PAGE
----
Meanwhile, I'm saving the Article 19 prediction thread for Sunday night/Monday so get ready to prognosticate. For research, electoral calculator here, ridiculous amounts of state polls here, and you might want to use this.
Margin of Error discussion
In response to conversations in comments thread, I thought I'd link to the post that informed my thoughts about margins of error in polls. It also has a handy table. Of course, I have no background, so I don't know if he's right, and would welcome further insight from any of you statistics types. I'm throwing it out there to show why I worry about a 2 or 3 point deficit in a state poll even when it's inside the MOE. Other than just the fact that I worry.

Friday, October 29, 2004

Drinking the kool-aid
Good to know the Bible Belt has really evolved.

Screw the undecideds; it's about turnout
I've never quite believed in the argument that undecideds will break hard for the challenger this year, even though I've repeated it a few times. It seems to me that, like Pat Caddell says (and I loathe Pat Caddell), there would be an equal or greater inclination on the part of those who just haven't yet been convinced by Kerry to go with the known quantity and stick with Bush. I'm thinking/hoping many of them will decide not to vote, or even a Republican protest vote for Nader as opposed to Bush.

What seems like a more reasonable hope is that first-time voters will turnout in big numbers (although they haven't been in early voting in Tennessee). My fear is that the recent shocking move in Michigan polls in Bush's favor, after kerry seemed to have a firm grasp on it, is the undecided vote deciding to break for Bush, a foreshadowing of how they will go everywhere else. If we're not going to get the late deciders, we have to hope for a miraculous turnout of "unlikely" voters, motivated by a desire to kick the bum out.

Thursday, October 28, 2004

Today's only post: a question [Still the question for Friday!]
I have a serious question, and would love for everyone who reads this to answer (leave the name blank, or make up one if you would prefer to stay anonymous).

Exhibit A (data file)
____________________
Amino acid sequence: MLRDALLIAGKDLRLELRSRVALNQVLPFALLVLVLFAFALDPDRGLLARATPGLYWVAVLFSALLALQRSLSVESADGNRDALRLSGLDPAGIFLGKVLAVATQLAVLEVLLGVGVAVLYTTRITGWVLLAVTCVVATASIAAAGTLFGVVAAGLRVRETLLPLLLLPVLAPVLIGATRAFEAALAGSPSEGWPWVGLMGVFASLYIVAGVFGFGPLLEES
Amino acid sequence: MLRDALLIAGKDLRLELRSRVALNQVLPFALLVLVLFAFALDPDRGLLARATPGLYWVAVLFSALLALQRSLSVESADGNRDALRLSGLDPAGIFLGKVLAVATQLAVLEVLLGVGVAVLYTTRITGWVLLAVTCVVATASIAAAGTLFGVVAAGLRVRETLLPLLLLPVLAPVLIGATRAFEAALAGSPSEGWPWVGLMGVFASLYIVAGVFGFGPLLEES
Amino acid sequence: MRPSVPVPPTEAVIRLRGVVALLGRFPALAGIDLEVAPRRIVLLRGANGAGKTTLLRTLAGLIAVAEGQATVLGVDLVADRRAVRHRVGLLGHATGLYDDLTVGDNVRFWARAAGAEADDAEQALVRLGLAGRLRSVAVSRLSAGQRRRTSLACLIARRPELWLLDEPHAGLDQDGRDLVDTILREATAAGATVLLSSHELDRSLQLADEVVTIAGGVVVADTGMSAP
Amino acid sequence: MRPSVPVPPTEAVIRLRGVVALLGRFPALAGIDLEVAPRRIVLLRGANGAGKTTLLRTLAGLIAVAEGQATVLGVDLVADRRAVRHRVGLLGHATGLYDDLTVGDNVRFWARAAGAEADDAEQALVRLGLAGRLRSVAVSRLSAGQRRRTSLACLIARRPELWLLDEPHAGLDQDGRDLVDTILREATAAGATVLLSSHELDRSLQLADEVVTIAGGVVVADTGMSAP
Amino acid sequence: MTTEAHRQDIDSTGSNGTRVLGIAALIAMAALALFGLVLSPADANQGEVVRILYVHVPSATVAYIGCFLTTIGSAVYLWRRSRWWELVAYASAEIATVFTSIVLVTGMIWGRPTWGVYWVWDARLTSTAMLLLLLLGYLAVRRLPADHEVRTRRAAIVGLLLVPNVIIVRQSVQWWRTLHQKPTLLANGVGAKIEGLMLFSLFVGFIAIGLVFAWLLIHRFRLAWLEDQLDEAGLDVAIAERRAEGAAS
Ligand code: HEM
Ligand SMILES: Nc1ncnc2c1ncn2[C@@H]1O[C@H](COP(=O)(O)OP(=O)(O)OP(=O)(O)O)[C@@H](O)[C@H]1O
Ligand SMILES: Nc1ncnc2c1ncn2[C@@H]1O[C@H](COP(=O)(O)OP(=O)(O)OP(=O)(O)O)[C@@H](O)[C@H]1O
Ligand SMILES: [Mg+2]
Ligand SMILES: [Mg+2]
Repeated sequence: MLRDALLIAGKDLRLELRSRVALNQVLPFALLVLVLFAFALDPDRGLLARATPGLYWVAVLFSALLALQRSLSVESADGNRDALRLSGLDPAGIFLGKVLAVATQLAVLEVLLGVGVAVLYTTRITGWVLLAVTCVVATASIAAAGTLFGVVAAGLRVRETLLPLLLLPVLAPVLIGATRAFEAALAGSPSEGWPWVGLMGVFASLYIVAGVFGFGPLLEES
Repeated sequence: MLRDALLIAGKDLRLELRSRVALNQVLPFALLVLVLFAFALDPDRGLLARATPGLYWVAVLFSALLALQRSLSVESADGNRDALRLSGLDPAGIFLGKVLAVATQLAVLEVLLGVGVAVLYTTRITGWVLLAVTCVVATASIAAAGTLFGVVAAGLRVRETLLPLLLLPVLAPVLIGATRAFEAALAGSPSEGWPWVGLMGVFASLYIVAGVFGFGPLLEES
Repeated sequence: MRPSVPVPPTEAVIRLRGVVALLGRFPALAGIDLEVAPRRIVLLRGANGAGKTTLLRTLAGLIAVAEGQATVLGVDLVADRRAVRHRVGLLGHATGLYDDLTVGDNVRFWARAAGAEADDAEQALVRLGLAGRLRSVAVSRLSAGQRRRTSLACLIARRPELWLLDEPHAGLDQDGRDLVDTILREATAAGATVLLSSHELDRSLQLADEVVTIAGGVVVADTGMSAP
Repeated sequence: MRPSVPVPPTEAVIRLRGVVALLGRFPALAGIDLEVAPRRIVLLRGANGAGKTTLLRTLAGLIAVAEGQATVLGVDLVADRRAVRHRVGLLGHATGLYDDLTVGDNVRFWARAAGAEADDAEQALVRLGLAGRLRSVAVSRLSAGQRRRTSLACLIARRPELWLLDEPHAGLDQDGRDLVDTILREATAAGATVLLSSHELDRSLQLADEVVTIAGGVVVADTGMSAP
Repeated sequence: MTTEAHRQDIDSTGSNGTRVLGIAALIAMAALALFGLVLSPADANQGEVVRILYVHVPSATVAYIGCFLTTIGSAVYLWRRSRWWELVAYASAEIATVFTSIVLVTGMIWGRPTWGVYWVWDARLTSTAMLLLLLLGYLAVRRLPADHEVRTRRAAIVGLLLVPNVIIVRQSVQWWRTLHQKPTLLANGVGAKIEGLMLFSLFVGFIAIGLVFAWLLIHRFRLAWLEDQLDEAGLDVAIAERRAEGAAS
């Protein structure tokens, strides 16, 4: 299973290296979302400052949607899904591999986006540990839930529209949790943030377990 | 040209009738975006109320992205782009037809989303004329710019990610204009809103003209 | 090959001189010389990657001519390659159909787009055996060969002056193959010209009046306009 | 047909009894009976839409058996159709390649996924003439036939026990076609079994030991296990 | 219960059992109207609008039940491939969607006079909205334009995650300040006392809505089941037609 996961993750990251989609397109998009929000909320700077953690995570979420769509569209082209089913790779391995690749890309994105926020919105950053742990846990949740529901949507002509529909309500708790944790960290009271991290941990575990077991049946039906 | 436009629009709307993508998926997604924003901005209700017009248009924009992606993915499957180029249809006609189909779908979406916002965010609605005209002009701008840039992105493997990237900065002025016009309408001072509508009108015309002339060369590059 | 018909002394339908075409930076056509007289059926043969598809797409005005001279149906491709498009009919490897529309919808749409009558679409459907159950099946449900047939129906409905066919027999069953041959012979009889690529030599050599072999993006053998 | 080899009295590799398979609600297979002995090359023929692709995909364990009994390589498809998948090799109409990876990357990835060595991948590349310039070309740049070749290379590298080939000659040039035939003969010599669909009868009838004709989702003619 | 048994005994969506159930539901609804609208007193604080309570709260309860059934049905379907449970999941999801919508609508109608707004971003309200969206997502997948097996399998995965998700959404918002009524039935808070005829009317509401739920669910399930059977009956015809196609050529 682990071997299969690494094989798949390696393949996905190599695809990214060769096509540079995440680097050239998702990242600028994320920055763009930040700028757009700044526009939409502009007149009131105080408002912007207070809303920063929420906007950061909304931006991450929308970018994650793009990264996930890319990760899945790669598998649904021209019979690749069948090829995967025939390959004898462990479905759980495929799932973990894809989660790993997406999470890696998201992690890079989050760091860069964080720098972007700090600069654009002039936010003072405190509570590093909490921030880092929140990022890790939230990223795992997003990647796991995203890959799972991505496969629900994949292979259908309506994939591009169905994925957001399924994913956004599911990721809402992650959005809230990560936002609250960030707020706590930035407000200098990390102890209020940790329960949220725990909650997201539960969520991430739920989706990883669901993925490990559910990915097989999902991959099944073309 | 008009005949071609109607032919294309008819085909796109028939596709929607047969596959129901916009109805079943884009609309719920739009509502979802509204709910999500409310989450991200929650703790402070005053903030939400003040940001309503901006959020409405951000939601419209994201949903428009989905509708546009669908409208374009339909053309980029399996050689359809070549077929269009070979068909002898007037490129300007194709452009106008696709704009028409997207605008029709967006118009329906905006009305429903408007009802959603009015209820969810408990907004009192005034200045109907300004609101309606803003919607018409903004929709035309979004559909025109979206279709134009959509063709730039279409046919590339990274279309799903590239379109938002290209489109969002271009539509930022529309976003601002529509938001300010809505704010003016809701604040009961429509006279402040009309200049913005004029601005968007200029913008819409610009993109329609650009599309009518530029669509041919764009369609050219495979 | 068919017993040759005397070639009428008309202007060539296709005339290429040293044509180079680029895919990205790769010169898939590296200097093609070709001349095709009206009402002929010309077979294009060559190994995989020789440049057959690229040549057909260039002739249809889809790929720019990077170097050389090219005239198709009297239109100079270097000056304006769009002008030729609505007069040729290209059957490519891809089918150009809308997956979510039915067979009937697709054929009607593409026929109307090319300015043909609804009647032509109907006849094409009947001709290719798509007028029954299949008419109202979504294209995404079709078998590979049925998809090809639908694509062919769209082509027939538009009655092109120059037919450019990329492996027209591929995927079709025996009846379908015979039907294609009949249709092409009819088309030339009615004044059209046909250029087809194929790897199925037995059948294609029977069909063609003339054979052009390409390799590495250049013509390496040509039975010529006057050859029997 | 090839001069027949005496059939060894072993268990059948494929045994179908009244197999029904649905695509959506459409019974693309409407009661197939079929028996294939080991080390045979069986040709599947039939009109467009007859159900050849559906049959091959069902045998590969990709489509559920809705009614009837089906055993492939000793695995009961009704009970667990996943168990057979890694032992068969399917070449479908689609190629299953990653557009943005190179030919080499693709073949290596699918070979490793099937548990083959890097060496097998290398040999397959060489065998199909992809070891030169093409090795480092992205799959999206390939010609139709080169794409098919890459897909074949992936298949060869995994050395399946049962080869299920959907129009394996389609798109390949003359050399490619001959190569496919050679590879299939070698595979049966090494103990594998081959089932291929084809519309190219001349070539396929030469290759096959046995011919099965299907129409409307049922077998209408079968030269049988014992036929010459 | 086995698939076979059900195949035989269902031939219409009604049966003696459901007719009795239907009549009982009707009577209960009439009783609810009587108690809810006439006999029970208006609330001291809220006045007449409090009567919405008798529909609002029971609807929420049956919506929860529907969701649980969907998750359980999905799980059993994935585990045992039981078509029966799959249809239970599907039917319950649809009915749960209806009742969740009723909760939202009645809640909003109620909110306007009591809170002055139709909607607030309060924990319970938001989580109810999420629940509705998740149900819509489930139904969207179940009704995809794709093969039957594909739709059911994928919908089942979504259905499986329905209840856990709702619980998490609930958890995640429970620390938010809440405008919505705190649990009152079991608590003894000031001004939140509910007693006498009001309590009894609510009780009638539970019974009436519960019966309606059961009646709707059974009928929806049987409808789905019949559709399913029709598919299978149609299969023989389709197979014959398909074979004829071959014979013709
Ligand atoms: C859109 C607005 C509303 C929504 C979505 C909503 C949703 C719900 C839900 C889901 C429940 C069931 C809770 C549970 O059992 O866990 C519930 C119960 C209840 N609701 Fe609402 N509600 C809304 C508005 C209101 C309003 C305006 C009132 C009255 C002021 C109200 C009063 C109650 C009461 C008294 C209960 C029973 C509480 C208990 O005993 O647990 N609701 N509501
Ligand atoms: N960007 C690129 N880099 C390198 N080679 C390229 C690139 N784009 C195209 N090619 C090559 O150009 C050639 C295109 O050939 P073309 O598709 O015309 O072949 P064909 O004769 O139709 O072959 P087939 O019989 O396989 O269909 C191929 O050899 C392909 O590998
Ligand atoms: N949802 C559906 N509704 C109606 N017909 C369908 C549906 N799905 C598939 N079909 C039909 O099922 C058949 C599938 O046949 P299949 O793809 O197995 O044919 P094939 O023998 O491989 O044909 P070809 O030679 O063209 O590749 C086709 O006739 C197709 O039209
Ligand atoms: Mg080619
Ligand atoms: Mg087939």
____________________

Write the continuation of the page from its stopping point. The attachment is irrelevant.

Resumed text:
People say this is the most important election of our lives. I agree. And it is consuming a good bit of mine. I thirst for polls, and especially news that Kerry has a chance to win. I worry. I'm anxious. I have feelings of dread over the prospect of another Bush term. And it occurs to me... those are pretty serious feelings. I don't think I'm alone, judging from the concern I hear and read about. Most weekends, this election has prompted me to do things I not only never do, but hate doing--waking up early on Saturdays, initiating awkward conversation with strangers on their doorstep or over the phone. Everything about that is contrary to my personality.

When I was in college, I just knew that my vote for President could and would change the world. Now, we've had Presidents I hated and Presidents I loved (well, one), and many of the same challenges and injustices face us that did when I first started voting. There are too many poor people. There are too many people with no health insurance. There is too much hunger in the world. There is too much greed. Too many nations, including our own, still execute its criminals. Too many nations subjugate women to horrible oppression, and those that don't still embrace a culture and economy that brazenly exploits them as objects of sexual desire (or worse). We still pollute the air and contribute to global warming more than we contribute to its solution. Being black, or brown, still poses far more obstacles--and more cruelty--than being white. And none of those things began with George W. Bush.

Will a new President really matter? Shouldn't we worry more, and work harder, for a city council election, or a school board race? Don't those have more direct impact on lives in our community? If so, why don't we? Maybe you do.

Is Presidential politics so much a spectator sport now, thanks to 24-hour news or whatever, that we care and root for basically the same reasons that we cheer for the Red Sox to win? A superficial, ultimately meaningless (sorry Kenny) way to fill out our personal identities, a purposeful distraction from really addressing our own lives? A chance to jeer (inside) at the other side?

I know you can list the standard policy reasons why a different President will make a difference, and those may be the reasons why you're on one side and not the other. But is that really why we care? Has the desire to win separated itself from those reasons?